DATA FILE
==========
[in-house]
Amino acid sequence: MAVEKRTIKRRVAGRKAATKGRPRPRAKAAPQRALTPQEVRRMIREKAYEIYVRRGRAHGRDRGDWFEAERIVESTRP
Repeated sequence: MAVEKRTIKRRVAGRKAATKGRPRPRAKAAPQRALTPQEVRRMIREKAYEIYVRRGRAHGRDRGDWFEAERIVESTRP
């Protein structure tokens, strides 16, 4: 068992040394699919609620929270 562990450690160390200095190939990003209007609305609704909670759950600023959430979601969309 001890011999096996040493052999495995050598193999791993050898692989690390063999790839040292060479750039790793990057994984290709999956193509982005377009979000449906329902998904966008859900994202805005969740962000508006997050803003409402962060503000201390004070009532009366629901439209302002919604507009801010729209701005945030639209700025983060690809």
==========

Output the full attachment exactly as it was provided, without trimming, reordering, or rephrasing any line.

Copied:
[in-house]
Amino acid sequence: MAVEKRTIKRRVAGRKAATKGRPRPRAKAAPQRALTPQEVRRMIREKAYEIYVRRGRAHGRDRGDWFEAERIVESTRP
Repeated sequence: MAVEKRTIKRRVAGRKAATKGRPRPRAKAAPQRALTPQEVRRMIREKAYEIYVRRGRAHGRDRGDWFEAERIVESTRP
């Protein structure tokens, strides 16, 4: 068992040394699919609620929270 562990450690160390200095190939990003209007609305609704909670759950600023959430979601969309 001890011999096996040493052999495995050598193999791993050898692989690390063999790839040292060479750039790793990057994984290709999956193509982005377009979000449906329902998904966008859900994202805005969740962000508006997050803003409402962060503000201390004070009532009366629901439209302002919604507009801010729209701005945030639209700025983060690809």